Like many engineers, I'm often busy and need to get answers fast.
β John Doyle
My program of choice to flesh-out calculations is Microsoft Excel. Windows and the Office Suite are ubiquitous, so Excel is always available and everyone can use and read it.
That said, with so many software utilities available, it would be easy to just slob-out and let "black-box solvers" take over. But those of us wanting to keep our engineering muscles in tone are better off thinking through problems by encoding spreadsheets and using trusted engineering-theory books.
In fact, working with spreadsheets forces users to completely understand the mechanics of a problem. This puts users in a better position to devise innovative solutions. And taking a fellow engineer through a few calculations gets to the nub of a problem more convincingly than any amount of complex data or analysis.
Excel lets users parameterize 3D models, sort databases, and postprocesses finite-element results. And it has other features that users sometimes aren't aware of. They include:
Goal Seek, basically a NewtonRaphson numerical algorithm. Imagine having a spreadsheet calculation for the second moment of area of a given shape with a particular width. Back-solving the calculation solves for the width that gives a particular value of the second moment of area. This problem is hard to solve algebraically with a pen and paper, but Goal Seek sorts results in seconds.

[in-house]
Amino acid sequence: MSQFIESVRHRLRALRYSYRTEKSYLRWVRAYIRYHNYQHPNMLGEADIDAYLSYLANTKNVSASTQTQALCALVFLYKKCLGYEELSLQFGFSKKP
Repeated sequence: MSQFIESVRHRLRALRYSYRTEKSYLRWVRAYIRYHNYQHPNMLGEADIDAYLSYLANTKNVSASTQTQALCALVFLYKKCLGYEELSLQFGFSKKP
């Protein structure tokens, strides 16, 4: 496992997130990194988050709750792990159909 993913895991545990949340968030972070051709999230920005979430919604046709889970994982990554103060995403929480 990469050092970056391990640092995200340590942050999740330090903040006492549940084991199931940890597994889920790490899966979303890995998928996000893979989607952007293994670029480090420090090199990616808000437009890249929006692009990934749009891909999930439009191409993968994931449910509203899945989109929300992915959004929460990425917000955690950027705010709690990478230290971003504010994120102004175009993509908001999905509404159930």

Formula Auditing lets users trace cell formulas to find dependant and precedent cells. Colored boxes and arrows make it simple to check formulas. Research shows that most spreadsheets contain at least one error, so it's wise to check and validate your solutions.
VBA Macros. The Excel VBA (Visual Basic for Applications) programming language lets users create macros or small procedures to perform complex tasks in applications such as Excel, Word, Power Point, and Access.
Add-ins developed using VBA make the base program better yet. For example, XlXtrFun.xll is a collection of functions that interpolate, extrapolate and curve-fit data. Another handy add-in, ChangeUnits, converts units directly in Excel. Both add-ins are free downloads from the Internet at http://www.xlxtrfun.com/XlXtrFun/XlXtrFun.htm and http://www.changeunits.com
On the downside, a lot of users complain that Excel makes underlying equations hard to view. The Show Formulas feature, for instance, displays X=AA415^2/(BT$6+S$3)^3, an equation far from transparent. And Microsoft's so-called Equation Editor might be good for certain tasks, but it can't interact with cell formulas.
Fortunately, a free download from http://www.excelcalcs.com dynamically displays cell formulas as equations. The XLC add-in makes it easy to check cell formulas directly against mathematical expressions so users can make sure they didn't screw up.
Excel, of course, comes from Microsoft Corp., One Microsoft Way, Redmond, WA 98052, microsoft.com.
John Doyle runs MoreVision, a mechanical engineering consultancy, www.morevision.co.uk. Doyle developed the XLC add-in tool.